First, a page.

“What could Cole Porter have been thinking when he was writing his classic song “You’re the Top”?  Sure, he compared the object of his affection to all manner of superlatives: the Coliseum, the Louvre museum, a symphony by Strauss, a Bendel bonnet, a Shakespeare sonnet, Mickey Mouse, the Nile, the Tower of Pisa, the smile on the Mona Lisa, Mahatma Gandhi, Napoleon brandy, a summer night in Spain, the National Gallery, Garbo’s salary, cellophane, turkey dinner, the Derby winner, an Arrow collar, a Coolidge dollar, Fred Astaire’s feet, an O’Neill drama, Whistler’s mama, camembert, a rose, Dante’s Inferno, Durante’s nose, a dance in Bali, a hot tamale, an angel, a Botticelli, Keats, Shelley, Ovaltine, a boom, the dam at Boulder, the moon over Mae West’s shoulder, a Waldorf salad, a Berlin ballad, the boats on the Zuider Zee, an old Dutch master, Lady Astor, broccoli, romance, the steppes of Russia, and the pants on a Roxy usher.  But how could he have omitted Cedars-Sinai Medical Center’s Advanced Heart Disease Center from his laundry list of laudatory lyrics?  Maybe it had too many syllables.”

“Looking out my hospital window one sunny morning, I am feeling imprisoned.  Isolated.  Segregated.  A pariah.  Like some criminal, or a leper in a colony.  Like Quasimodo and Frankenstein.  Like van Gogh and Beethoven.  Like Camus’s Meursault and Kafka’s Gregor Samsa.  I am, to paraphrase the wry 1950s comedian George Gobel, feeling like the world is a tuxedo and I’m a pair of brown shoes.”

“Actually and paradoxically, now that I am thinking about it here in my hospital room, every single meaningful value I have ever espoused has an equally viable value attached to its opposite.  I see these pairs, these dichotomies, not as positive vs. negative, as is often the perception, but as being in a very deep sense symbiotic, both contradictory and complementary.  Whether it’s success and failure, passion and struggle, justice and injustice, luck and self-determination, humility and hubris, knowing and not knowing, or imprisonment and freedom, the apparent antagonists are always symbiotic, joined at the hip with their opposite number, like a plover bird cleaning a crocodile’s teeth.”

“I am remembering Linda Loman’s poignant and pathetic monologue in Act I of Arthur Miller’s glorious play Death of a Salesman.  About her mediocre, unsuccessful husband, Willy, she tells her son Biff, ‘He’s not to be allowed to fall in his grave like an old dog.  Attention, attention must finally be paid to such a person.’  The world without me?  But then, I am thinking of all my recent, human feelings of self-doubt, frustration, failure, insufficiency, fragility, vulnerability, and humility.  And of that scene on the bridge between the flawed George Bailey and Bert the cop toward the end of the film It’s a Wonderful Life, when George ultimately realizes that he did, after all, make a real, palpable difference in other people’s lives.  The world with me!”

“And here’s the absolutely amazing and paradoxical and ironic and meaningful thing about all this thinking that I did throughout my 100 days of being in the various hospitals: all the fruits of my thinking, all the lessons I learned, all the learning I experienced about the human condition and about life were forced upon me by my very imprisonment, by my horrendous ordeal, by the tests and trials and tribulations that my dire and life-threatening condition foisted upon me, that the circumstances of my life teetering on the brink and on the edge of mortality compelled me to consider and to confront.  In the midst of complaining silently about or obsessing over physical pain or mental anguish or when this ordeal will ever ever end, I forced myself to think.  Past the grim present, and into the past and the future and the abstract.  About all the issues and conflicts that I had encountered during my checkered life.  And oddly enough, this deep thought gave my horrific experience in the here-and-now great perspective, great clarity, and even great meaning, tempering my flaws with insights, my limitations with potential.”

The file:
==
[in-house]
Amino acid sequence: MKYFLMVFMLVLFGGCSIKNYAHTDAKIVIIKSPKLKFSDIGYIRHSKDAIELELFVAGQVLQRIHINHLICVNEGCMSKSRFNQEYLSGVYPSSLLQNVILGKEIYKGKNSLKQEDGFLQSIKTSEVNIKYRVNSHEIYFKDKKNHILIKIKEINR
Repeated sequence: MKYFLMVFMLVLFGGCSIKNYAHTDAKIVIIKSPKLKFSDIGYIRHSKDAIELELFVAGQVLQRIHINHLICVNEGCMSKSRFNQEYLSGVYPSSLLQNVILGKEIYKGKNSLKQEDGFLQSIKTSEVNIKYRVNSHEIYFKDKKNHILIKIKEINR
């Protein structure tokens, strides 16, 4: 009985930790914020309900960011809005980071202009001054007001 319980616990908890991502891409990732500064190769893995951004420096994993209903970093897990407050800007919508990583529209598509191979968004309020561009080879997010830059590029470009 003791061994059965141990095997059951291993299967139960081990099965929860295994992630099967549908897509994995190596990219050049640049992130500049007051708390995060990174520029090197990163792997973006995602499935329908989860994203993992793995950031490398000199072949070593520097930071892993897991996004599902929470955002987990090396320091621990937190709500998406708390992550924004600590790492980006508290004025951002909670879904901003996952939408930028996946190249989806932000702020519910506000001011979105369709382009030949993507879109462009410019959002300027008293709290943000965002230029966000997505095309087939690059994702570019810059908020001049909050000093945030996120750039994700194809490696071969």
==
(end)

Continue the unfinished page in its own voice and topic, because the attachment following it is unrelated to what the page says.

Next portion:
“Cut to Santa Barbara, CA.  It is June 10, 2001.  I have moved here from Paris in April, and this morning I meet my soul mate, the love of my life, a woman (aptly) named Susan Ellen Love.  She is an accomplished artist, working on the side as the head of the gift department at a local gourmet market, the one where Oprah shops for groceries.  I enter the store in search of a grapefruit spoon.  We meet and chat raptly for forty minutes.  (I end up buying a grapefruit knife.)  I call her up the next day, and we go out on our first date, a long walk on a gorgeous local beach.  We chat so intensely and for so long that we lose track of the time and end up at a nudist colony.  That evening, we return from dinner to my rented house and engage in a passionate first kiss.  I experience an arrhythmia, my defibrillator shocks me, and I crash to the floor in a daze.  Susan is also in shock, certain that her kiss has killed me and that she has, unwillingly and unwittingly, become a murderess.”

“I am appreciating all the lessons I have learned through my adventure, how they have deepened my understanding of everything I have endured in the past, what they have taught me about the greater meaning of my experience here on Earth and of the challenges, pain, and conflicts that life has a way of throwing at me, at all of us.  A second sip of my dark amber nectar, another glance at the Picasso etching, and a homespun yet deeply profound line from a George Strait song suddenly pops into my head: ‘I ain’t never saw a hearse with a luggage rack.’  One of the reasons I love country music is that, despite the (sometimes charming) questionable grammar and (sometimes charming) cloying sentimentality, it occasionally produces a lyric so oddball and hysterical and profound that, shoot, it could make you drive your car clear off the dadgum road when you listen to it.  Which is precisely what nearly happened to me when I first heard Strait warble those lyrics.”




To purchase Time for a Heart-to-Heart online,

click any retailer below:



For media and publicity inquiries, book events

and appearances, and speaking engagements,

please contact Bob’s publicist, Kirsten Kim, at

To communicate with Bob about Time for a Heart-to-Heart or to arrange a Skype session

for your book club, please write him at

May 29, 2019

Grand Rounds Lecture, Bioethics and Humanities

University of Washington Medical Center

Seattle, WA

March 6, 2018